Written by Dr Barak Lilian, intern in Obstetrics and Gynecology, Israel
Heavy periods, also known as menorrhagia, refer to menstrual bleeding that is abnormally heavy or prolonged. While every woman's menstrual cycle is unique, heavy periods can significantly affect the quality of life and may be indicative of underlying health issues. Understanding the potential causes and possible treatments for heavy periods can help maintain menstrual health and improve quality of life.
Causes of heavy periods may include:
- Hormonal imbalances: Irregularities in estrogen and progesterone levels can cause the endometrium (uterine lining) to overdevelop, leading to heavier bleeding.
- Uterine fibroids: Non-cancerous growths in the uterus can lead to heavy or prolonged periods.
- Polyps: Small, benign (non-cancerous) growths on the uterine lining can cause heavy bleeding.
- Adenomyosis: Endometrial tissue grows into the uterine muscle, leading to painful and heavy periods.
- Intrauterine devices (IUDs): Some women may experience heavy or irregular periods after insertion of a non-hormonal IUD.
- Pelvic inflammatory disease (PID): This is an infection of the female reproductive organs that can cause heavy bleeding.
- Endometriosis: Endometriosis is a condition where the endometrial tissue grows outside the uterus, causing painful and heavy periods.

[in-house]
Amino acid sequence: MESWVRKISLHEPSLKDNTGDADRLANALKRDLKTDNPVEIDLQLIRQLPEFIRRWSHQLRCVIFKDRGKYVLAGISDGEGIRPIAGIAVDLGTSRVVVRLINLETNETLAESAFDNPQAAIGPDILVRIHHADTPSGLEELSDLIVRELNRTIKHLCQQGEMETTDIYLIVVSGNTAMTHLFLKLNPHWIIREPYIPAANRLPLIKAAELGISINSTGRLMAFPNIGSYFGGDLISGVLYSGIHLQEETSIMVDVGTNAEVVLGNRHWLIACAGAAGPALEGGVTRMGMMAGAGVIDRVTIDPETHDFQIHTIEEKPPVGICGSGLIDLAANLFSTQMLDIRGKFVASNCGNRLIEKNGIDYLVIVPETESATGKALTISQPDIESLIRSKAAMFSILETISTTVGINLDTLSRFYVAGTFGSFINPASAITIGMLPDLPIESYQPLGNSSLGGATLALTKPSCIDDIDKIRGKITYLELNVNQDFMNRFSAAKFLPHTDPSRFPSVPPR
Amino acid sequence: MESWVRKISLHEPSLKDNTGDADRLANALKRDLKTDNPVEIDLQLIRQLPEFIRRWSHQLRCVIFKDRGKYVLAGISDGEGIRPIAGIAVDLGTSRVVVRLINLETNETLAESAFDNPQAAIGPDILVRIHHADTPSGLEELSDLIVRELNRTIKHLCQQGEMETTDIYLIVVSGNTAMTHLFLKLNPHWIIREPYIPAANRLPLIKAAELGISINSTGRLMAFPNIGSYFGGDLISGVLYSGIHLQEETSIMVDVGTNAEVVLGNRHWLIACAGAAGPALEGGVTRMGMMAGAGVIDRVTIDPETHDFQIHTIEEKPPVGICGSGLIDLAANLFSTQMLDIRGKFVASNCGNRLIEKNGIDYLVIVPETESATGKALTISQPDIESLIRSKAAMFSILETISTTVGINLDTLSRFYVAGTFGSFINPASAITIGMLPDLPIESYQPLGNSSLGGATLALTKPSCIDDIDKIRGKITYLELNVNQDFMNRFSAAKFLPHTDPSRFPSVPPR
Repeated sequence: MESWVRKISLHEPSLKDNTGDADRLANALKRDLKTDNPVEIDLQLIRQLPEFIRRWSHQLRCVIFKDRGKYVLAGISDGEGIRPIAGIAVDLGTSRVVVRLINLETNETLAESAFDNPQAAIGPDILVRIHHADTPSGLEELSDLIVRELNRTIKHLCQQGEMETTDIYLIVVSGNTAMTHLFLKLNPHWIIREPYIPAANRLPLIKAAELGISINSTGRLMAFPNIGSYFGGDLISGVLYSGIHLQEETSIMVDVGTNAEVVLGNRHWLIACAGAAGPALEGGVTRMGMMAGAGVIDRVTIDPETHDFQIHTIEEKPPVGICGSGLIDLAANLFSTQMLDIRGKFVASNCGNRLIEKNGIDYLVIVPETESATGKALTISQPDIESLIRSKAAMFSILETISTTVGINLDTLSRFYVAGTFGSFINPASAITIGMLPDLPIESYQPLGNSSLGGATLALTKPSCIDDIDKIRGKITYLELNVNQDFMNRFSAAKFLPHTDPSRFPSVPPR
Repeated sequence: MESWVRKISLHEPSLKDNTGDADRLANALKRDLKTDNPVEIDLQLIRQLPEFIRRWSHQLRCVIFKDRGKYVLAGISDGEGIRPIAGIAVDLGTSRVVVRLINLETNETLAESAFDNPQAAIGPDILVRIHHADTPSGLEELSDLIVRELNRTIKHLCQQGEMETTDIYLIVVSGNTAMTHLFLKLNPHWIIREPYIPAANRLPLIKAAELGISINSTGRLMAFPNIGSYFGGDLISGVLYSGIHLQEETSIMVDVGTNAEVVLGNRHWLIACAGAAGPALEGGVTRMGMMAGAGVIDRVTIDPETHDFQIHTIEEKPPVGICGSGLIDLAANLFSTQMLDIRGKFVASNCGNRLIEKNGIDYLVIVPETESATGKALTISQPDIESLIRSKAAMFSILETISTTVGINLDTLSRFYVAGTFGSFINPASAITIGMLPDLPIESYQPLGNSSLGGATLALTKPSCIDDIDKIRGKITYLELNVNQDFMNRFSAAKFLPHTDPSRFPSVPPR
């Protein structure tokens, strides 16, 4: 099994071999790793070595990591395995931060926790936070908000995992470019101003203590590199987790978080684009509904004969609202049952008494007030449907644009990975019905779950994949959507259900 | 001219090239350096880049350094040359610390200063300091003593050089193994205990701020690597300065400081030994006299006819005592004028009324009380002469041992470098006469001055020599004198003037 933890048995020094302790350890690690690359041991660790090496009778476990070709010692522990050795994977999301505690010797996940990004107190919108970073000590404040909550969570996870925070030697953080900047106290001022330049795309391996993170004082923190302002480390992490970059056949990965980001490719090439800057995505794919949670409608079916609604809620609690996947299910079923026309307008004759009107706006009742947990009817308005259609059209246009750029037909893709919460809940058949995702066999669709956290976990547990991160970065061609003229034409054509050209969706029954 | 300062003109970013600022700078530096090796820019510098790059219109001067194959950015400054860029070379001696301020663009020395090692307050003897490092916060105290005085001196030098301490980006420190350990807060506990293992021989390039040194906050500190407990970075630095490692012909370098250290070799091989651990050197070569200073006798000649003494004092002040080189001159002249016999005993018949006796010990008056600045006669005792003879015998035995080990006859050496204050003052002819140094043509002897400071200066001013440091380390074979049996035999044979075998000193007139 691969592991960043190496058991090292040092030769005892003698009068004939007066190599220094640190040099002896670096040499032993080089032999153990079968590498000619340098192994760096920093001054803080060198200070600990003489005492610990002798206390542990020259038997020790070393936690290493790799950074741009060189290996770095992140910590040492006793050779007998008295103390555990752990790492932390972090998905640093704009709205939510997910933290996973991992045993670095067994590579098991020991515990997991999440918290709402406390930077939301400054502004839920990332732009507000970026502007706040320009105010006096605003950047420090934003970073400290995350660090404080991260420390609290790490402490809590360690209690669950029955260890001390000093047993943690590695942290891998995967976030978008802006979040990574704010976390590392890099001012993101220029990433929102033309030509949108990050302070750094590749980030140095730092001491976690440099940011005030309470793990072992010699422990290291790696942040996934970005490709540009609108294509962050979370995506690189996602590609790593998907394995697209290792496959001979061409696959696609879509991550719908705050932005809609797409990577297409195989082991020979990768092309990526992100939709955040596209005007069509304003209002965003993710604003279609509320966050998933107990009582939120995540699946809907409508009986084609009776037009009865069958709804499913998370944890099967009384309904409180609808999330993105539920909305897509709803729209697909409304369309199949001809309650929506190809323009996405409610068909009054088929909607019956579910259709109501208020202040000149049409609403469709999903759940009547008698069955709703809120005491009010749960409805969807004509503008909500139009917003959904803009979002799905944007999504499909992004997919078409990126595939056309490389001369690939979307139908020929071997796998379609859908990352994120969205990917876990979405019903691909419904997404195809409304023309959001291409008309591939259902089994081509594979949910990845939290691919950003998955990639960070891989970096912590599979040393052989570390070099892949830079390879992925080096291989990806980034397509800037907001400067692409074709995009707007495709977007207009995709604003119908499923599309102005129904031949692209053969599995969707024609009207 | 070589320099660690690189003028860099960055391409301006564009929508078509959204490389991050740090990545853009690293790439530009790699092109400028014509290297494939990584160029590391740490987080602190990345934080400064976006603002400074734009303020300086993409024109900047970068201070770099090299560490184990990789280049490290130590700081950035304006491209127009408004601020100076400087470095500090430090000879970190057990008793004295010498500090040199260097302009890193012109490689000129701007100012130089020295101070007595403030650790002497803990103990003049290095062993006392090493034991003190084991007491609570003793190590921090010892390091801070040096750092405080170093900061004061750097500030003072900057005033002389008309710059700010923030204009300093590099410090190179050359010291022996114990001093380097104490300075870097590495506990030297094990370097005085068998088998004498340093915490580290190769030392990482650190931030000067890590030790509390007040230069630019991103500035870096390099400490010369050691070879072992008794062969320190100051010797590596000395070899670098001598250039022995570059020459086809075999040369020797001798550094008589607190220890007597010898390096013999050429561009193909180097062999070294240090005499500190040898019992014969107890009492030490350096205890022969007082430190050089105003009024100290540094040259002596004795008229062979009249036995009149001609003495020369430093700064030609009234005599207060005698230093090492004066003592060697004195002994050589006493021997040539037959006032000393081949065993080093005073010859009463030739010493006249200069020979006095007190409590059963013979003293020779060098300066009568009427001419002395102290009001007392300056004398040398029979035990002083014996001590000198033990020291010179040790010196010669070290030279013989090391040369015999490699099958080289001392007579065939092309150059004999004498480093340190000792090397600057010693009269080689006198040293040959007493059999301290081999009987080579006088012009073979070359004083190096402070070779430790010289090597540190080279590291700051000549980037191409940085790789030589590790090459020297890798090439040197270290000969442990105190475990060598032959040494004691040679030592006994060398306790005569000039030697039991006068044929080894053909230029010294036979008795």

- Bleeding disorders: Conditions such as coagulation disorders can cause excessive menstrual bleeding.
- Hormonal: Hypothyroidism, or underactive thyroid, is when the thyroid gland doesn't make enough thyroid hormones to meet your body's needs, and can cause heavy bleeding.
- Certain medications: Blood thinners and aspirin may cause heavy periods.
- Uterine or cervical cancer: Although rare and more common in perimenopausal and postmenopausal women with risk factors, these cancers can cause heavy bleeding.
Treatment for heavy periods depends on
- the underlying cause,
- the severity of the bleeding,
- overall health,
- as well as your personal desire for a degree of intervention.
Some possible treatment options include:
- Nonsteroidal anti-inflammatory drugs (NSAIDs): Over-the-counter pain relievers like ibuprofen can help reduce menstrual bleeding and alleviate pain.
- Tranexamic acid: This is a prescription medication that helps reduce menstrual blood loss.
- Surgical interventions: In cases where medication is ineffective, you should consult your physician about surgical options. There is a wide range of surgical therapies ranging from endometrial ablation, uterine artery embolization, myomectomy, or even hysterectomy. Each therapy has its own pro and cons, and should take into consideration to your age, medical background, and desire for intervention.
- Iron supplements: After evaluating and treating the underlying cause of menorrhagia, iron supplements can help restore iron levels and treat anaemia.
- You can also look to natural options to support your health, such as balancing histamine levels, abdominal massage, epsom salts, heat packs or tens machines, such as Myoovi.